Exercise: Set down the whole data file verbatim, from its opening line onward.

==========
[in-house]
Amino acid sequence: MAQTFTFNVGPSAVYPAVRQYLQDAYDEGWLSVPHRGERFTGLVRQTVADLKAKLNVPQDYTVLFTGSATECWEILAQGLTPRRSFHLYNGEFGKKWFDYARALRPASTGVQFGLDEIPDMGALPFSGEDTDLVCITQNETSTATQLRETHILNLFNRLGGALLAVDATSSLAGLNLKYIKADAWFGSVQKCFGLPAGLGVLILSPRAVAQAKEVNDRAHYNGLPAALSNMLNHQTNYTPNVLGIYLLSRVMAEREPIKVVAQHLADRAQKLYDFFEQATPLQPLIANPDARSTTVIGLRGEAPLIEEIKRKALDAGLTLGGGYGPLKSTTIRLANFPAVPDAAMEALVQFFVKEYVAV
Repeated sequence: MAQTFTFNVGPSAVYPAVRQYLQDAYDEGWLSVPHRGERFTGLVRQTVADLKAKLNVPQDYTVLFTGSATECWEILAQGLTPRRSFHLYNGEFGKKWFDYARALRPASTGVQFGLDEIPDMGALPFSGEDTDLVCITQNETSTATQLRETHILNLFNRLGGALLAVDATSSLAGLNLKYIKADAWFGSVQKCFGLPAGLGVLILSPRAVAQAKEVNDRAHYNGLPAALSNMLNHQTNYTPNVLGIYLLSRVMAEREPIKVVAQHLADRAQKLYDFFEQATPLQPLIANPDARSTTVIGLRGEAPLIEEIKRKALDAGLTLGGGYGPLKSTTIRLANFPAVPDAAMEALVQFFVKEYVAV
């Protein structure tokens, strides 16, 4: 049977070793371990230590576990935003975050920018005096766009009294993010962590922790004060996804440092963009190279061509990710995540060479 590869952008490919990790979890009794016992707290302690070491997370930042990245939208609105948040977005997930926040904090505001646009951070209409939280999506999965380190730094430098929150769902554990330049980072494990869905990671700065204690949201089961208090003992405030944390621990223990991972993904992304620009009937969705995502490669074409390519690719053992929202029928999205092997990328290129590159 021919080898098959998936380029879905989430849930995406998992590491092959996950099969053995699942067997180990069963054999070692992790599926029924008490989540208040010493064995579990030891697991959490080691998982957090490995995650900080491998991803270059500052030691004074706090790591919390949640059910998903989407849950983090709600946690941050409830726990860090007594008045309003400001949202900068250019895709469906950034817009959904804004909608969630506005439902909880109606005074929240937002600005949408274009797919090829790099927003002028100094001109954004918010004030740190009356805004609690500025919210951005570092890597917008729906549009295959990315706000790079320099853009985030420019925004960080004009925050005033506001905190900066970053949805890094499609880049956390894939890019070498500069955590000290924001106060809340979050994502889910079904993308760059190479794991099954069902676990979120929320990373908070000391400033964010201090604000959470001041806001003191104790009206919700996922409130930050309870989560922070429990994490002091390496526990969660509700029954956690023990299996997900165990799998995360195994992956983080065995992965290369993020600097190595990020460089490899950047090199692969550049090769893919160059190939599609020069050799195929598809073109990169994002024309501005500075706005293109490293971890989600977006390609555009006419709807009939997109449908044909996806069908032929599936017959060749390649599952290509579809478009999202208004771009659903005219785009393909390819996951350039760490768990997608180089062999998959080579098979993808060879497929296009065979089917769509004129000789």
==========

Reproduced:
[in-house]
Amino acid sequence: MAQTFTFNVGPSAVYPAVRQYLQDAYDEGWLSVPHRGERFTGLVRQTVADLKAKLNVPQDYTVLFTGSATECWEILAQGLTPRRSFHLYNGEFGKKWFDYARALRPASTGVQFGLDEIPDMGALPFSGEDTDLVCITQNETSTATQLRETHILNLFNRLGGALLAVDATSSLAGLNLKYIKADAWFGSVQKCFGLPAGLGVLILSPRAVAQAKEVNDRAHYNGLPAALSNMLNHQTNYTPNVLGIYLLSRVMAEREPIKVVAQHLADRAQKLYDFFEQATPLQPLIANPDARSTTVIGLRGEAPLIEEIKRKALDAGLTLGGGYGPLKSTTIRLANFPAVPDAAMEALVQFFVKEYVAV
Repeated sequence: MAQTFTFNVGPSAVYPAVRQYLQDAYDEGWLSVPHRGERFTGLVRQTVADLKAKLNVPQDYTVLFTGSATECWEILAQGLTPRRSFHLYNGEFGKKWFDYARALRPASTGVQFGLDEIPDMGALPFSGEDTDLVCITQNETSTATQLRETHILNLFNRLGGALLAVDATSSLAGLNLKYIKADAWFGSVQKCFGLPAGLGVLILSPRAVAQAKEVNDRAHYNGLPAALSNMLNHQTNYTPNVLGIYLLSRVMAEREPIKVVAQHLADRAQKLYDFFEQATPLQPLIANPDARSTTVIGLRGEAPLIEEIKRKALDAGLTLGGGYGPLKSTTIRLANFPAVPDAAMEALVQFFVKEYVAV
């Protein structure tokens, strides 16, 4: 049977070793371990230590576990935003975050920018005096766009009294993010962590922790004060996804440092963009190279061509990710995540060479 590869952008490919990790979890009794016992707290302690070491997370930042990245939208609105948040977005997930926040904090505001646009951070209409939280999506999965380190730094430098929150769902554990330049980072494990869905990671700065204690949201089961208090003992405030944390621990223990991972993904992304620009009937969705995502490669074409390519690719053992929202029928999205092997990328290129590159 021919080898098959998936380029879905989430849930995406998992590491092959996950099969053995699942067997180990069963054999070692992790599926029924008490989540208040010493064995579990030891697991959490080691998982957090490995995650900080491998991803270059500052030691004074706090790591919390949640059910998903989407849950983090709600946690941050409830726990860090007594008045309003400001949202900068250019895709469906950034817009959904804004909608969630506005439902909880109606005074929240937002600005949408274009797919090829790099927003002028100094001109954004918010004030740190009356805004609690500025919210951005570092890597917008729906549009295959990315706000790079320099853009985030420019925004960080004009925050005033506001905190900066970053949805890094499609880049956390894939890019070498500069955590000290924001106060809340979050994502889910079904993308760059190479794991099954069902676990979120929320990373908070000391400033964010201090604000959470001041806001003191104790009206919700996922409130930050309870989560922070429990994490002091390496526990969660509700029954956690023990299996997900165990799998995360195994992956983080065995992965290369993020600097190595990020460089490899950047090199692969550049090769893919160059190939599609020069050799195929598809073109990169994002024309501005500075706005293109490293971890989600977006390609555009006419709807009939997109449908044909996806069908032929599936017959060749390649599952290509579809478009999202208004771009659903005219785009393909390819996951350039760490768990997608180089062999998959080579098979993808060879497929296009065979089917769509004129000789």